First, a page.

“It’s one of the most inspirational things I’ve seen in a very large corporation,” says Newns. “It’s a simple but powerful way of saying ‘this is right’ and it’s steps like that, from individuals who really believe in inclusive workplaces, that make a huge difference.”
A lack of LGBT+ business role models
Gestures such as these have an impact because they are coming from the very top of an organisation and can be seen as more significant because they are made by allies – executives who are not part of the LGBT+ community.
But this raises another question: why are there so few examples of LGBT+ corporate leaders? Of the current FTSE 100, not one single CEO has come out publicly. Surveying the corporate landscape of recent years, there are few role models for aspiring LGBT+ leaders to look up to.
This could explain why, according to the Deloitte survey, only 37% of junior employees said they were comfortable being out at work, compared with 51% of those in senior roles.
“When you’re trying to climb the corporate ladder, you want to get a lot of people to like you,” says Newns. “If there is ever a question mark over whether the reaction to you coming out will be positive or negative for that ambition, you will always err on the side of caution.
“There are those people who would be willing to sacrifice their career because of a principle, and I find that absolutely inspiring, but I would not be able to do that, personally.”
Are investors holding back UK plc progress?
Even if 51% of senior leaders are comfortable being open, that means that nearly half are not. For Newns, the driving force behind this reluctance among UK plc leaders is the shareholders. “Investors who invest in UK-listed businesses tend to be really old-school. And this is why we’re not getting tech companies listing in the UK, because of this traditional way of working, of investing.”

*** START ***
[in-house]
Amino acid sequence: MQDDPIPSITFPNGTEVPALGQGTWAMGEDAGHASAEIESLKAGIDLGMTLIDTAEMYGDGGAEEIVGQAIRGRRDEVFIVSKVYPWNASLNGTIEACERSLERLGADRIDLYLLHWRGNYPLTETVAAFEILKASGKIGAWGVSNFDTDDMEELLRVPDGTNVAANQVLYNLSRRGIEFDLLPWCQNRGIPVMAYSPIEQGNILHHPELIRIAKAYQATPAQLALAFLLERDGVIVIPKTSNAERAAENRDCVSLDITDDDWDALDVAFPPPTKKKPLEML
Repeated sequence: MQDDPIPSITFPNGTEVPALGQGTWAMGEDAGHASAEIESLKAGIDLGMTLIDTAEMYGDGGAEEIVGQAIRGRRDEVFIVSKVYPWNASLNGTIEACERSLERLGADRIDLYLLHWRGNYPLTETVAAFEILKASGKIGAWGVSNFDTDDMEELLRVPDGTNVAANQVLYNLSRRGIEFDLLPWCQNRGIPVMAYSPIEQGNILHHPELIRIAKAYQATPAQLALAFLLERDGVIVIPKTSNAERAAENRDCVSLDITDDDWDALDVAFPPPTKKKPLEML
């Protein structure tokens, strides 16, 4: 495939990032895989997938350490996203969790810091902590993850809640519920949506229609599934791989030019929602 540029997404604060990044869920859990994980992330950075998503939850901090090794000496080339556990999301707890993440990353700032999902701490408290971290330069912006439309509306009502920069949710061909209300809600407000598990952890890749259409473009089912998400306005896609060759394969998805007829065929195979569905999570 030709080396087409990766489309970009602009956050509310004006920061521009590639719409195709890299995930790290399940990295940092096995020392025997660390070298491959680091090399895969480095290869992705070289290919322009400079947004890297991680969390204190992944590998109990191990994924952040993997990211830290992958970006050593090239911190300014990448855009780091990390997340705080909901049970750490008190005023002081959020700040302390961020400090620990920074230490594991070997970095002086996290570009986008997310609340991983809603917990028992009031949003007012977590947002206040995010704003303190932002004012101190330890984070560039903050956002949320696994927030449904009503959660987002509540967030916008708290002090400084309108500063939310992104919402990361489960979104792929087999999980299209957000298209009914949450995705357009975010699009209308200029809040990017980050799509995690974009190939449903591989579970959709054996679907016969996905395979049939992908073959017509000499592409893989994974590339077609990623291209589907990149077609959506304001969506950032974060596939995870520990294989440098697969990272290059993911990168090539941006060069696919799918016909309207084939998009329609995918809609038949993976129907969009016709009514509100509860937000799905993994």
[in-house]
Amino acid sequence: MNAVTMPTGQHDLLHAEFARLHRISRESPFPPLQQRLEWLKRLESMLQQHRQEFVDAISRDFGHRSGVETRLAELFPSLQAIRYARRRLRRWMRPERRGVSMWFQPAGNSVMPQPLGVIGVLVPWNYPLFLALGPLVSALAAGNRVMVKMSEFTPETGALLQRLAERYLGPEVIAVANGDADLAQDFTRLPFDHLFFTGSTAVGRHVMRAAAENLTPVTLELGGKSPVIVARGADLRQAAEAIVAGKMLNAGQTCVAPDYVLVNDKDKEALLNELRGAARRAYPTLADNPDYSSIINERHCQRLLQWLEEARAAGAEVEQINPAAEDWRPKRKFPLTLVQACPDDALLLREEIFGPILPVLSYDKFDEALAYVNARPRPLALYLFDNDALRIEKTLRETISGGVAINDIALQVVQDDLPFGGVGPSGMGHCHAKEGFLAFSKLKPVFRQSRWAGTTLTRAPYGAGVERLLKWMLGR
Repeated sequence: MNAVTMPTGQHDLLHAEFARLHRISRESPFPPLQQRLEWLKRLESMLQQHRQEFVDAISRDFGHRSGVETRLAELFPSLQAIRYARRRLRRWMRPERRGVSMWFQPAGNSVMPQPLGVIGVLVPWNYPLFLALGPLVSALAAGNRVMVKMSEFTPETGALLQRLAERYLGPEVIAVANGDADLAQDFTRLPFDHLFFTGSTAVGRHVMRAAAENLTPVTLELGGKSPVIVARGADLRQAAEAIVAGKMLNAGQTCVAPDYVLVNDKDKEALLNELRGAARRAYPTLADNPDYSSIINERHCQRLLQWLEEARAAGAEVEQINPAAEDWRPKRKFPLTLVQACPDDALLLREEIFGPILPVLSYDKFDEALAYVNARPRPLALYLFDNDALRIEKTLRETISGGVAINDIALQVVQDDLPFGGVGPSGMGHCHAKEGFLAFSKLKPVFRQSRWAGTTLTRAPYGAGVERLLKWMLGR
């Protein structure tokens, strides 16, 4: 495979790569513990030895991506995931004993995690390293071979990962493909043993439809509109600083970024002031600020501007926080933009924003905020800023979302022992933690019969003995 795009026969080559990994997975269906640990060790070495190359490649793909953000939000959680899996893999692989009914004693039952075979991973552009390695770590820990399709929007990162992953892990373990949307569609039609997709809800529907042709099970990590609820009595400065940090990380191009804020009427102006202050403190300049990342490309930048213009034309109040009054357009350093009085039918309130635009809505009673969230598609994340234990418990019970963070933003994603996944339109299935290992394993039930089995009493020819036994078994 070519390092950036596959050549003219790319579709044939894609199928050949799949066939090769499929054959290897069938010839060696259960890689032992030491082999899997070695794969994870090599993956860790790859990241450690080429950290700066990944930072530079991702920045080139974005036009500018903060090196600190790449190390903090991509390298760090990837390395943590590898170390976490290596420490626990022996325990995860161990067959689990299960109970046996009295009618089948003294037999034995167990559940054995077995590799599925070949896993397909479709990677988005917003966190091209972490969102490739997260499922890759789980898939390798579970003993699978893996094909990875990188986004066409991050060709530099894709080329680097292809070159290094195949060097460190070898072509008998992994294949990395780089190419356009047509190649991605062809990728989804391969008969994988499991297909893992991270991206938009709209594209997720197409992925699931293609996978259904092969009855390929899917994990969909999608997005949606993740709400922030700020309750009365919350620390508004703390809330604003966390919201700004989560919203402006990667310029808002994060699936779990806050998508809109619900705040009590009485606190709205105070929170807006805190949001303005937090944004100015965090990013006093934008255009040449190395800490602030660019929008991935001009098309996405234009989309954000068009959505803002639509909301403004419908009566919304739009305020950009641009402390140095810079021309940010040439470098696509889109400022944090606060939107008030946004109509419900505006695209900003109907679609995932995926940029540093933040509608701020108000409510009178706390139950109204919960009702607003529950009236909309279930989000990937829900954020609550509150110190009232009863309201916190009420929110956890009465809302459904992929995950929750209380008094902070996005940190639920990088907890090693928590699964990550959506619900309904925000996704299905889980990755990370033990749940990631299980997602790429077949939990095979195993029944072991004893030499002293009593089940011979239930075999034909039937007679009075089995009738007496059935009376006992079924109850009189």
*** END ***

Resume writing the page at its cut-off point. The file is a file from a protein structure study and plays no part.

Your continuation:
Therefore, if you are the CEO of a big listed company and you happen to be LGBT+, you have to weigh up how disclosure could affect your relationship with investors. If it is unclear whether or not the response will be positive, you are more likely to keep that information private. Of those surveyed in the Deloitte study, 26% worry that being out about their sexual orientation will affect their career opportunities (which rises to 29% when it comes to being out about gender identity).
“The whole culture needs shaping up to allow people to be themselves. If business leaders were able to be authentic, their performance would increase and these organisations would massively accelerate.”
There is, however, cause for optimism. Newns’ own organisation, Fearless Adventures, is just one of several looking to shake up the investment space and use funding to make organisations more progressive and inclusive. And a new wave of talented workers is bringing in a new expectation of workplaces.
“It starts when you bring people through their whole career journey, you can’t just fix it overnight,” he says. “What you need to do is set a corporate culture where you have an inclusive workplace so that the junior people coming in feel completely open. I think it’s already happening really well, it’s just going to take time for those people to move through these organisations.”
As Pride month comes to a close for another year, savvy business leaders would be wise to think about how to make their organisations safer and more welcoming for LGBT+ talent and exactly what it is they stand to lose if they don’t.